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Tyrion: "So bring the dead to her."
Daenerys: "I thought that was what we were trying to avoid."
Tyrion: "We don't have to bring the whole army. Only one soldier."
Tyrion Lannister, referring to his sister Cersei, proposes the mission to Daenerys Targaryen and Jon Snow.[src]

The Wight Hunt is undertaken by the King in the North Jon Snow and his allies in order to provide proof to Queens Cersei Lannister and Daenerys Targaryen of the existence of the wights and their masters, the White Walkers, led by the Night King, who had risen again after 8,000 years.

King Jon was accompanied by his principal advisor, Ser Davos Seaworth, wildling chieftain Tormund, Robert Baratheon's bastard son and Davos's friend Gendry, and Ser Jorah Mormont of Daenerys's Queensguard, traveling to Eastwatch-by-the-Sea from Dragonstone. There, they also joined forces with the Brotherhood Without Banners, including Lord Beric Dondarrion, Thoros, and Sandor Clegane, which had marched north from the Riverlands to help play a part in the war against the White Walkers, having been guided by visions.[1] The subsequent fighting at the frozen lake marked the entry of House Targaryen into the Conflict Beyond the Wall and ensured the participation of dragons in the Great War.

Events

See main articles: Long Night and Conflict Beyond the Wall

Prelude

At the dawn of the Age of Heroes around 8,000 years ago, a dark and cold winter fell upon the world known as the Long Night, lasting for more than a generation. In that winter, the White Walkers, led by the first White Walker, the Night King, descended upon Westeros for the first time, sweeping through villages and towns and slaughtering all in their path, raising the corpses they made as wights to serve in their army of the dead. Eventually, however, the First Men and the Children of the Forest banded together and defeated the White Walkers in the War for the Dawn. As the centuries passed, both the White Walkers and the Children seemingly disappeared, and were assumed by most to have been nothing more than legends and fewer to simply be extinct, with magic gone from the world.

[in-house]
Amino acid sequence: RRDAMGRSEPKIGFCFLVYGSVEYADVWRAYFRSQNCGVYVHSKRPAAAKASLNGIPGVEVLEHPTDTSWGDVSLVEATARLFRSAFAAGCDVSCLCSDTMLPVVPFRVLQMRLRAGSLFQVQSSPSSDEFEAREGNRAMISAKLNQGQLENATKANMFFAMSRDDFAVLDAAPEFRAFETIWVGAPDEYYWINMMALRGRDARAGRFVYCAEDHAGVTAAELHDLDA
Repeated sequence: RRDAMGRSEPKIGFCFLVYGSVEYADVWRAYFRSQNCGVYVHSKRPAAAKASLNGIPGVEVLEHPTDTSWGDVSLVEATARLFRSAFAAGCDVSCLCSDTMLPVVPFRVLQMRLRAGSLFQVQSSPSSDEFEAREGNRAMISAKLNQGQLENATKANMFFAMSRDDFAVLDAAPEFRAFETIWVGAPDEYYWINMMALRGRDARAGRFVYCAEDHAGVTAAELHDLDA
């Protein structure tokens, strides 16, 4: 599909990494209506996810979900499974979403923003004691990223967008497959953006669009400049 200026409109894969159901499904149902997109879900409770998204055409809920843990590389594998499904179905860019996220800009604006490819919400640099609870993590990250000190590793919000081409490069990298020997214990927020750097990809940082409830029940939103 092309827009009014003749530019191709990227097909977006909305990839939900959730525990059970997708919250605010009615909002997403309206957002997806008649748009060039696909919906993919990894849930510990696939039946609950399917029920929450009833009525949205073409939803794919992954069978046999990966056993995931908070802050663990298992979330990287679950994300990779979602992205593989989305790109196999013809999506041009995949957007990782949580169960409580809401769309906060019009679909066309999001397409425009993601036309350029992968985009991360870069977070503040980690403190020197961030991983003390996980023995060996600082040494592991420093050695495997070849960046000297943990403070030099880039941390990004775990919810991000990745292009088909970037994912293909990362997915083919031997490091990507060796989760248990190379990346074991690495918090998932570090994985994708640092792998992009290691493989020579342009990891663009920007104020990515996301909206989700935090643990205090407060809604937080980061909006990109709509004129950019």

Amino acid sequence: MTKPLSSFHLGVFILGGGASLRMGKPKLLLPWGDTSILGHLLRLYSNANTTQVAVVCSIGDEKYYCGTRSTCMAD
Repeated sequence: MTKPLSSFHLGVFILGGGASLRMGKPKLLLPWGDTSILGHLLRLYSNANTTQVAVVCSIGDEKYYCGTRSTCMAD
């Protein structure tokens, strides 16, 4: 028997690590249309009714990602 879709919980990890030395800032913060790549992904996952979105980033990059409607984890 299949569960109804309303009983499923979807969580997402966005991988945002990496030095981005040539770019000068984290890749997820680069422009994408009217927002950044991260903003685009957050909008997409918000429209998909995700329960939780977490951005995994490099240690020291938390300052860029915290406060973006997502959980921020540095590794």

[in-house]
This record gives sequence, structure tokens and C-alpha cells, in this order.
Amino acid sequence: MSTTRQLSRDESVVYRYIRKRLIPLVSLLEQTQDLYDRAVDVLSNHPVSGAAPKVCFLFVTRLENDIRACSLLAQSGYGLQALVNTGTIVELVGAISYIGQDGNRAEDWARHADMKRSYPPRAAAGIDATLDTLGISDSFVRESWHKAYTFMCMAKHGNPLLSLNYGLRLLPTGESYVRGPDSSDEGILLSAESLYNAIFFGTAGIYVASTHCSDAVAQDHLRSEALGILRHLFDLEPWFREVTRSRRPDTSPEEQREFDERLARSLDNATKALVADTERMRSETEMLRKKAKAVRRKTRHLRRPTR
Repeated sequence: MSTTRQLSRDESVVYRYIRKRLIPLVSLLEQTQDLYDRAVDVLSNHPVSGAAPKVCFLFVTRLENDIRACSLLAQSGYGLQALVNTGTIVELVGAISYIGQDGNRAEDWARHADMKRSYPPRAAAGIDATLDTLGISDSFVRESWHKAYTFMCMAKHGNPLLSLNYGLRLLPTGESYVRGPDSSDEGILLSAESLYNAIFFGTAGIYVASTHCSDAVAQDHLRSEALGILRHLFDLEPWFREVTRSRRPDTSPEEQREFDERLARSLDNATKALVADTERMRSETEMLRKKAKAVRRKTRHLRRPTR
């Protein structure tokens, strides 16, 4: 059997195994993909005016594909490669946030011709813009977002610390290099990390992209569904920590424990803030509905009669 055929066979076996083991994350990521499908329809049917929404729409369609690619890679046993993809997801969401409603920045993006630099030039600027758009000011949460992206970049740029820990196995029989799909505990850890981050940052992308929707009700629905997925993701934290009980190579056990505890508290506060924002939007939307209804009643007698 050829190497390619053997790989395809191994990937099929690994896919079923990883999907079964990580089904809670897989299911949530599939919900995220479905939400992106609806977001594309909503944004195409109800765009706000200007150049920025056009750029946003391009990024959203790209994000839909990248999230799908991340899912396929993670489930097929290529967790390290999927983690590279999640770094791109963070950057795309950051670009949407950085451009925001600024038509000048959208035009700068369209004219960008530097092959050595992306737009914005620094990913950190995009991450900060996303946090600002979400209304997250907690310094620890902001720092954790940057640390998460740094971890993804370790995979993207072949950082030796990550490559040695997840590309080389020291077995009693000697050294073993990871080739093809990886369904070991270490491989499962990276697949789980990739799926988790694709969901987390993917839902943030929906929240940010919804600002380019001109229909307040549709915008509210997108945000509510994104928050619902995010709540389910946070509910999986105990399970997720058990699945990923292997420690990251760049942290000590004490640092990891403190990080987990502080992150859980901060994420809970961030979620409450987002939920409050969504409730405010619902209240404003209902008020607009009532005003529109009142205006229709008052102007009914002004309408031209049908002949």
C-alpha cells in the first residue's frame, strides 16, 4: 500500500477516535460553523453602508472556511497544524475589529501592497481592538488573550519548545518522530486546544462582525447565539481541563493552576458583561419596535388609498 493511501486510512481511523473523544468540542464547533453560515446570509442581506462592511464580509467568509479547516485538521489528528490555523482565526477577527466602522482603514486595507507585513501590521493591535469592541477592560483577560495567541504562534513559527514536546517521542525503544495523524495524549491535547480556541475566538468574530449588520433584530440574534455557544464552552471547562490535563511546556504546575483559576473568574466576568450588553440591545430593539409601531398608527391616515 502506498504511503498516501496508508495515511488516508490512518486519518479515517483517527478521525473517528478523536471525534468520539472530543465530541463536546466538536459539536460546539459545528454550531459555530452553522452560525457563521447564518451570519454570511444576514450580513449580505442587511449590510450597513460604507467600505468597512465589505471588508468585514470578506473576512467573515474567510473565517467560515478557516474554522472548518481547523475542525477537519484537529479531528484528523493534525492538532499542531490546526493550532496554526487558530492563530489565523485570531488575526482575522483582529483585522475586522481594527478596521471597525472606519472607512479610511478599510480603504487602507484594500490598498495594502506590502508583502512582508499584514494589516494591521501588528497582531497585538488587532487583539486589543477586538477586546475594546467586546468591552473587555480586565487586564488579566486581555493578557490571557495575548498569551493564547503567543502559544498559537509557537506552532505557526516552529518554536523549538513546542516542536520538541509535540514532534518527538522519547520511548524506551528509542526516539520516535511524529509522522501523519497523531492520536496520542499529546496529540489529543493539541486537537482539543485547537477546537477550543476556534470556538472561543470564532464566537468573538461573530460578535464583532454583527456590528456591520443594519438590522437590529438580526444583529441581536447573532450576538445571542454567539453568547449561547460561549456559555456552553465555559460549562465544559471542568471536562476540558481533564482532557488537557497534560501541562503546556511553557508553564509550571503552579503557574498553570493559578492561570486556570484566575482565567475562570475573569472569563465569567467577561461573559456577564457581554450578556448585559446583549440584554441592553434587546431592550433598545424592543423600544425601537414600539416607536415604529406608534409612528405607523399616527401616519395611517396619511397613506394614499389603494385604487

Nonetheless, in the years surrounding Robert's Rebellion and the War of the Five Kings, the White Walkers had risen again with the Night King leading them. They massacred the Free Folk living beyond the Wall, which had been raised by the First Men and guarded by the Night's Watch to prevent the White Walkers from invading southern Westeros again. Though they had been bitter enemies for centuries, the Night's Watch and the Free Folk ultimately banded together to face their common enemy under Lord Commander Jon Snow.

Jon went on to face a mutiny but was resurrected by Melisandre at the urging of Ser Davos Seaworth. With Sansa Stark, Jon defeated House Bolton in the Battle of the Bastards, seeking not only to restore House Stark's control on Winterfell, but also to unify the North to face the resurgent army of the dead when they came. Jon was subsequently declared the King in the North by the lords of the North and the Vale, seceding from the Seven Kingdoms once more and reviving the Kingdom of the North.

However, when Daenerys Targaryen began her invasion of Westeros, King Jon decided to treat with her at Dragonstone, where she controlled the mines of dragonglass, which could be used to kill White Walkers and wights. Daenerys was also the "mother" of three fire breathing dragons that could be used to burn wights in the thousands. After reading a reconnaissance report from Bran Stark, the new Three-Eyed Raven, concerning the movements of the army of the dead, Jon and Tyrion Lannister were ultimately able to convince Daenerys, who had insisted Jon bend the knee to her, to allow the King in the North to travel to Eastwatch-by-the-Sea to capture a wight to use as proof of their return and existence for her and Cersei Lannister, the queen who sat on the Iron Throne and the primary opponent of Daenerys Targaryen in her war.